Is putting the album order together difficult? Does it change shape in the process?
You don’t know what an album is until you’re close to completing it. You got to keep writing the songs and as you’re picking songs for the record, we’re asking ourselves what do we have and what would we like to have? If you’ve got yourself a song that’s in a particular space you think is really great you don’t have to write five more like that. What else can you say, what else can you do? That’s the things we’re thinking about when making a record. We learned that by listening to other records we admire. Bruce Springsteen had a quote I heard when I was a little kid. I can’t get the quote exactly right, but I can give you the crux of what it was. “The greats have you left you lessons to learn if you care to listen, and they’re sitting there right on those records.” What that taught me as a youngster, I always remember there were records I listened to for pure joy and other times I listened to records like a kid studying at school with a book open taking notes. You take that lesson and ingest it and let it be a part of you and when it comes out of you it should be that lesson reflected trough your lens, which should hopefully make it your own and unique.
You’ve played music for a long time, how do you look back on it?
We love music and love playing it. I feel real blessed to have the opportunity to do it. Now that we have that opportunity I want to work hard everyday to stay worthy of that opportunity. Music is the only true magic I think there is. If you’re in a room, bar, church, house, and there’s music on and there’s people in that room and the music stops, the room completely changes. If you are looking with your eyes you can’t see any change, except for that the whole room went where’d the music go? There’s a connective spirit.
Historically, every single culture found music, even the most remote cultures you found a drum, some sort of instrument. It’s a calling we have we have from our souls, that’s why so important to protect and appreciate and for kids to have the opportunity to experience at home and school. It enriches lives and brings people together. I have music here in languages I don’t understand one word they’re saying but I love it. It doesn’t matter, it transcends. Coming together and being together is something we could use a little more of in this world right now.
What is your memory of playing Madison Square Garden?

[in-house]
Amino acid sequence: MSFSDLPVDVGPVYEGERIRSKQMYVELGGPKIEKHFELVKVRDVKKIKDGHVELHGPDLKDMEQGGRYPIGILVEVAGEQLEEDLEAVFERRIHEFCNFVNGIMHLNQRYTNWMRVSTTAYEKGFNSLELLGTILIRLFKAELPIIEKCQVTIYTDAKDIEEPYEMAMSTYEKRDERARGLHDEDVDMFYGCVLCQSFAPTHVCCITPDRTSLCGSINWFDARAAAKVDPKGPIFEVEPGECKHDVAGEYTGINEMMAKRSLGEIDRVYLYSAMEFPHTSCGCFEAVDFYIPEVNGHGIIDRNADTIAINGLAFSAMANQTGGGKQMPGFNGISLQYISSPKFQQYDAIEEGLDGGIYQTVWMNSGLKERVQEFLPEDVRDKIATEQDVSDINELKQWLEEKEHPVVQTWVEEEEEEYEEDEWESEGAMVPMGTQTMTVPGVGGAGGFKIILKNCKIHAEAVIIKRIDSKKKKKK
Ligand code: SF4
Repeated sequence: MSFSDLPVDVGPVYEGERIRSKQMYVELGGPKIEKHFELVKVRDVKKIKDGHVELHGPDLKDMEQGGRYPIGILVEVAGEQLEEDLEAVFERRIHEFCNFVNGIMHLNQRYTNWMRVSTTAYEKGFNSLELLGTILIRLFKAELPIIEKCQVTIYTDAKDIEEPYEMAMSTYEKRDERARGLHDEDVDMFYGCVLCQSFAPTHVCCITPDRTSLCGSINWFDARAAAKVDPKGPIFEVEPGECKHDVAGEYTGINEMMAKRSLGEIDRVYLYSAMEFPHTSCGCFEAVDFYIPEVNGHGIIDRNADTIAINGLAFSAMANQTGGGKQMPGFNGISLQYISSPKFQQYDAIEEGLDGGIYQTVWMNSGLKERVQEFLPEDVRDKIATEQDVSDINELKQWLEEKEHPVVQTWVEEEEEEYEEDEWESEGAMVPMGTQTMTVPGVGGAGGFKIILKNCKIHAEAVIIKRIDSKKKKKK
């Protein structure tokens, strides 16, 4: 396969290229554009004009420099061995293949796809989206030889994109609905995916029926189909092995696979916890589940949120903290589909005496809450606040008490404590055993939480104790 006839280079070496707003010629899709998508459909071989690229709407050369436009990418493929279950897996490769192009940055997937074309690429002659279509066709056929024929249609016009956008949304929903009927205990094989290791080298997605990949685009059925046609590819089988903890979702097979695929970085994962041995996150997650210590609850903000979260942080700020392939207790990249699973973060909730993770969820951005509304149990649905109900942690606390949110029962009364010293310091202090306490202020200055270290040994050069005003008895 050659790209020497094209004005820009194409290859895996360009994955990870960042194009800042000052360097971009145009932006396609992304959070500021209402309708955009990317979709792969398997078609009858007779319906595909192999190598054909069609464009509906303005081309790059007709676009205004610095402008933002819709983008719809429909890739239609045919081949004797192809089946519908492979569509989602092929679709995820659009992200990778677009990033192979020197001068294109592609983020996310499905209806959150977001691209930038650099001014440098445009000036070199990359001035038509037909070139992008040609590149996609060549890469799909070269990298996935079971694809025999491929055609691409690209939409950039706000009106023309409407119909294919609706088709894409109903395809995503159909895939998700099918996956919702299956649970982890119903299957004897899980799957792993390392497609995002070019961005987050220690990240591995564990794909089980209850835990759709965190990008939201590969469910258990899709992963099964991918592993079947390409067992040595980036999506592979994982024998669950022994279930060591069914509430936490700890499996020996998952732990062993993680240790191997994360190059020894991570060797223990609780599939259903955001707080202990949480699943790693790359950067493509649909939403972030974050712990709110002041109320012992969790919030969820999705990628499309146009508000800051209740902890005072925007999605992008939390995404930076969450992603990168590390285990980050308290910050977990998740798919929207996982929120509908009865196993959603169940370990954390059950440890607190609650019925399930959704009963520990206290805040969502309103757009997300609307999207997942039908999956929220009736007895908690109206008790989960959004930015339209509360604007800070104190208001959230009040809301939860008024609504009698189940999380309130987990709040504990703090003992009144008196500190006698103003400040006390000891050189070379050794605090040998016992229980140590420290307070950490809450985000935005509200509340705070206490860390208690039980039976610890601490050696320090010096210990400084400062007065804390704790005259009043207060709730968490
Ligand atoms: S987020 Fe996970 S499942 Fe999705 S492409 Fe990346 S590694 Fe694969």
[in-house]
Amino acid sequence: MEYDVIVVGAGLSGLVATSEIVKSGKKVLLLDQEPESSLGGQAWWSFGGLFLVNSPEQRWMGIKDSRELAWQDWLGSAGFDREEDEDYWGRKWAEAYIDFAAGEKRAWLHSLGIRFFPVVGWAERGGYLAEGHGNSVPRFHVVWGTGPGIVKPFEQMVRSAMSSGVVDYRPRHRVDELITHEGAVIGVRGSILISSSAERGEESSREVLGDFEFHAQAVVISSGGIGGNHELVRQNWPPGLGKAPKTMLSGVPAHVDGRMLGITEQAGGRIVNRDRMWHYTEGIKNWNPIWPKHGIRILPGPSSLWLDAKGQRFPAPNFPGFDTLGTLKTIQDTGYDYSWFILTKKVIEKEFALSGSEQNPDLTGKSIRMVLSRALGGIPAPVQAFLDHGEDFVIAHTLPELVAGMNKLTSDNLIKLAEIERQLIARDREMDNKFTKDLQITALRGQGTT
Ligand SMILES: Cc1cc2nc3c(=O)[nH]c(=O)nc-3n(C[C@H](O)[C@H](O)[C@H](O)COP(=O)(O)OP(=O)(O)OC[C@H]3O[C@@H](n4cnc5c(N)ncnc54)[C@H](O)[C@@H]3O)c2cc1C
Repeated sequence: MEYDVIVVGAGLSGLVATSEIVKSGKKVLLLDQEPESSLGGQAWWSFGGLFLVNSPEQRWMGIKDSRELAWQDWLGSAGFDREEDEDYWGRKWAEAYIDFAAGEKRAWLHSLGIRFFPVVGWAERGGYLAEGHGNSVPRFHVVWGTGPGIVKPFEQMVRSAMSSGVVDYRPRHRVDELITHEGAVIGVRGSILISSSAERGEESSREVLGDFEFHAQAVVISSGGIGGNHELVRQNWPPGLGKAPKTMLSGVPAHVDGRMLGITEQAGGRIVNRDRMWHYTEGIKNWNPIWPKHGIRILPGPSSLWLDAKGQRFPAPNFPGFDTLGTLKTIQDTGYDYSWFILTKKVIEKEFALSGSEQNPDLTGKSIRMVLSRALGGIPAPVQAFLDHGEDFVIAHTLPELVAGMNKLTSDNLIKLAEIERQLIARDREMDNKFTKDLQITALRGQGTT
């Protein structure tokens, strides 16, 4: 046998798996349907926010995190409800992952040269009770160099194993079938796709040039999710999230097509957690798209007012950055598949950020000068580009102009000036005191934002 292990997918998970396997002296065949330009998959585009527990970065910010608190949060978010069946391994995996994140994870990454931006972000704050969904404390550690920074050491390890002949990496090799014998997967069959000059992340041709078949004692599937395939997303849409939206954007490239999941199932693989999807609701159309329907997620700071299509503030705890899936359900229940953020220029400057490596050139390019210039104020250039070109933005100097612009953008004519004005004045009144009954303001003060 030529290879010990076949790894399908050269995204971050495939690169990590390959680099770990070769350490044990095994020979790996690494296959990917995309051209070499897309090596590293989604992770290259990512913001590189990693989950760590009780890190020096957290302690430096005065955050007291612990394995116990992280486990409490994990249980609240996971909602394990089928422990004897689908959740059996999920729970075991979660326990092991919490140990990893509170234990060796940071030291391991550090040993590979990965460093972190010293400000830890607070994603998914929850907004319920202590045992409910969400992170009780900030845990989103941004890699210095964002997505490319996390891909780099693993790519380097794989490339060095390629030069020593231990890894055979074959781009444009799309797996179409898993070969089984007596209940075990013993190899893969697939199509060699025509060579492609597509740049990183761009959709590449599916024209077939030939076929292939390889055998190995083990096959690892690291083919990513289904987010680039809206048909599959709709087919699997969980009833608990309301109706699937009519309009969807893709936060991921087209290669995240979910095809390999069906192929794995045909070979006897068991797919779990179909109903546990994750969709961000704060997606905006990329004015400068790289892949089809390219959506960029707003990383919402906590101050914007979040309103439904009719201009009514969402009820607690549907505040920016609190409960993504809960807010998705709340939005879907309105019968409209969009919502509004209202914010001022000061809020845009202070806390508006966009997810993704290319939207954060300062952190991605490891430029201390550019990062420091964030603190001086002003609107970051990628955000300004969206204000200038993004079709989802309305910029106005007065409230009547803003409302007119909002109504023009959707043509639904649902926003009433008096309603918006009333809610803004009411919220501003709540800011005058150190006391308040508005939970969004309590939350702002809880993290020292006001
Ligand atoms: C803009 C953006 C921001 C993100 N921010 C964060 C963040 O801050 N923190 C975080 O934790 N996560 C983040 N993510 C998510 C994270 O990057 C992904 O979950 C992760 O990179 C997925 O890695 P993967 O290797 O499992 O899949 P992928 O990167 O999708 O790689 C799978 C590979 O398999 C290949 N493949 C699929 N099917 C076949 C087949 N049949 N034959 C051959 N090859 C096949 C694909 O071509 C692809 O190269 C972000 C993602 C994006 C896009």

We got on that John Mayer tour and those venues, eleven or twelve shows; they were all of that size – 18,000, 20,000 seats. That was big step up for us, that was the first time we’d been on a tour bus, first time played with a roof over our heads and have it be that big of a sound and that many lights. First time we had a bigger crew, more than just us and our sound guy, because you needed all of that to do this thing. But one part that didn’t change was that after years of van touring I always take my guitars into my hotel room. Back in the day you didn’t wan your guitars stolen out of the van. It was born of practicality but if I had my guitars in my room I’ll practice too. That was good.
This time I had only taken my one Telecaster back to my room. I woke up the morning I was going to play the show and I could see the Garden from my hotel room. I had breakfast and kissed my wife goodbye and said see you at the show. I picked up my guitar case and looked at the Garden a couple of blocks away and I walked out on the streets of New York, I turn and faced the Garden, and started walking toward it. It started getting bigger and bigger and bigger. I’m holding my guitar that I’ve walked through to play in front of zero people many times in clubs and smoky bars and it starts to dawn on me what’s about to happen. Its settling in slowly as that building is getting larger. It’s settling in to my heart that I’m walking my guitar into that building right now. I get up to the Garden, there it is, and I’m outside walking toward the door. I walk in the security door, get this security check, I walk backstage, walk up the steps of the stage, take my guitar out of my guitar case, put it on the stand on the stage of Madison Square Garden. I turned and looked and went holy shit, I’m going to play Madison Square Garden tonight.
That’s the memory of me walking in there and turning around realizing I’m not playing Jim’s Crab Shack with the TV’s on and only the bartender and the sound guy, as I have done countless times over my career. That was an amazing moment and you got to say I’m going to take this experience in, be thankful for it, and I’m going to do my best here so I can walk away like I did my job tonight. And it was a great show.